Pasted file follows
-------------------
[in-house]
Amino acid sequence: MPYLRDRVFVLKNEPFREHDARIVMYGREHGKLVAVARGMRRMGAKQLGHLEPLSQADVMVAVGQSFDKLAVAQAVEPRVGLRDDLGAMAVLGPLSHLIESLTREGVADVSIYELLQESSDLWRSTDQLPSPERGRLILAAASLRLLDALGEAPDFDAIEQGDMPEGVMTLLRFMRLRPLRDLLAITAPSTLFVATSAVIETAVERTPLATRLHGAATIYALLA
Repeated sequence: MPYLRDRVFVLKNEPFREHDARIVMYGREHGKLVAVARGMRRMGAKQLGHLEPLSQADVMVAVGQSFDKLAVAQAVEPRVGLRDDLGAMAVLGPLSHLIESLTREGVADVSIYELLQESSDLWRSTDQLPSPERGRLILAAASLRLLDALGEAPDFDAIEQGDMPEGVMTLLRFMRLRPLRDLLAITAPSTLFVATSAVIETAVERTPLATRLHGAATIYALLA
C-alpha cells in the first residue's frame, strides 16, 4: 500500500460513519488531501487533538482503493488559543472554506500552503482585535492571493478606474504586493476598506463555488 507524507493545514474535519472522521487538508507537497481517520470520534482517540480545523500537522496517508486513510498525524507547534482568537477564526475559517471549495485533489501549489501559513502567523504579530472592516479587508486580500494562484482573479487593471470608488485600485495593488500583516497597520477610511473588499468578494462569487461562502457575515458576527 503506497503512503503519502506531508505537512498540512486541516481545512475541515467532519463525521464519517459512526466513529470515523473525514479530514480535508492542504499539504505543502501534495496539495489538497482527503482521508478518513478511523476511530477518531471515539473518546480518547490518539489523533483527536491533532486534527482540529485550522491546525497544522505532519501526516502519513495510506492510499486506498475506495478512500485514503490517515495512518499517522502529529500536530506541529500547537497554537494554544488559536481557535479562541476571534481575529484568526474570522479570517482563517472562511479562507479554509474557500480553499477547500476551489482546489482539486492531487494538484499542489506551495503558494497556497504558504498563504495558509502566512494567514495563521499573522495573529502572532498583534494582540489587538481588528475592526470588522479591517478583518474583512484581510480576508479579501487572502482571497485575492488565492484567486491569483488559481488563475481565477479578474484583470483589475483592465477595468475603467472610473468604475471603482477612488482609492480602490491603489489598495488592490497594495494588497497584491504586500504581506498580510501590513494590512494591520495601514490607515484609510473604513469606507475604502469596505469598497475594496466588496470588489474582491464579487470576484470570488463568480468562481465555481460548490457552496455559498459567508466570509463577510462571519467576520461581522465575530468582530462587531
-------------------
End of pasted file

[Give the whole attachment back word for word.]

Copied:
[in-house]
Amino acid sequence: MPYLRDRVFVLKNEPFREHDARIVMYGREHGKLVAVARGMRRMGAKQLGHLEPLSQADVMVAVGQSFDKLAVAQAVEPRVGLRDDLGAMAVLGPLSHLIESLTREGVADVSIYELLQESSDLWRSTDQLPSPERGRLILAAASLRLLDALGEAPDFDAIEQGDMPEGVMTLLRFMRLRPLRDLLAITAPSTLFVATSAVIETAVERTPLATRLHGAATIYALLA
Repeated sequence: MPYLRDRVFVLKNEPFREHDARIVMYGREHGKLVAVARGMRRMGAKQLGHLEPLSQADVMVAVGQSFDKLAVAQAVEPRVGLRDDLGAMAVLGPLSHLIESLTREGVADVSIYELLQESSDLWRSTDQLPSPERGRLILAAASLRLLDALGEAPDFDAIEQGDMPEGVMTLLRFMRLRPLRDLLAITAPSTLFVATSAVIETAVERTPLATRLHGAATIYALLA
C-alpha cells in the first residue's frame, strides 16, 4: 500500500460513519488531501487533538482503493488559543472554506500552503482585535492571493478606474504586493476598506463555488 507524507493545514474535519472522521487538508507537497481517520470520534482517540480545523500537522496517508486513510498525524507547534482568537477564526475559517471549495485533489501549489501559513502567523504579530472592516479587508486580500494562484482573479487593471470608488485600485495593488500583516497597520477610511473588499468578494462569487461562502457575515458576527 503506497503512503503519502506531508505537512498540512486541516481545512475541515467532519463525521464519517459512526466513529470515523473525514479530514480535508492542504499539504505543502501534495496539495489538497482527503482521508478518513478511523476511530477518531471515539473518546480518547490518539489523533483527536491533532486534527482540529485550522491546525497544522505532519501526516502519513495510506492510499486506498475506495478512500485514503490517515495512518499517522502529529500536530506541529500547537497554537494554544488559536481557535479562541476571534481575529484568526474570522479570517482563517472562511479562507479554509474557500480553499477547500476551489482546489482539486492531487494538484499542489506551495503558494497556497504558504498563504495558509502566512494567514495563521499573522495573529502572532498583534494582540489587538481588528475592526470588522479591517478583518474583512484581510480576508479579501487572502482571497485575492488565492484567486491569483488559481488563475481565477479578474484583470483589475483592465477595468475603467472610473468604475471603482477612488482609492480602490491603489489598495488592490497594495494588497497584491504586500504581506498580510501590513494590512494591520495601514490607515484609510473604513469606507475604502469596505469598497475594496466588496470588489474582491464579487470576484470570488463568480468562481465555481460548490457552496455559498459567508466570509463577510462571519467576520461581522465575530468582530462587531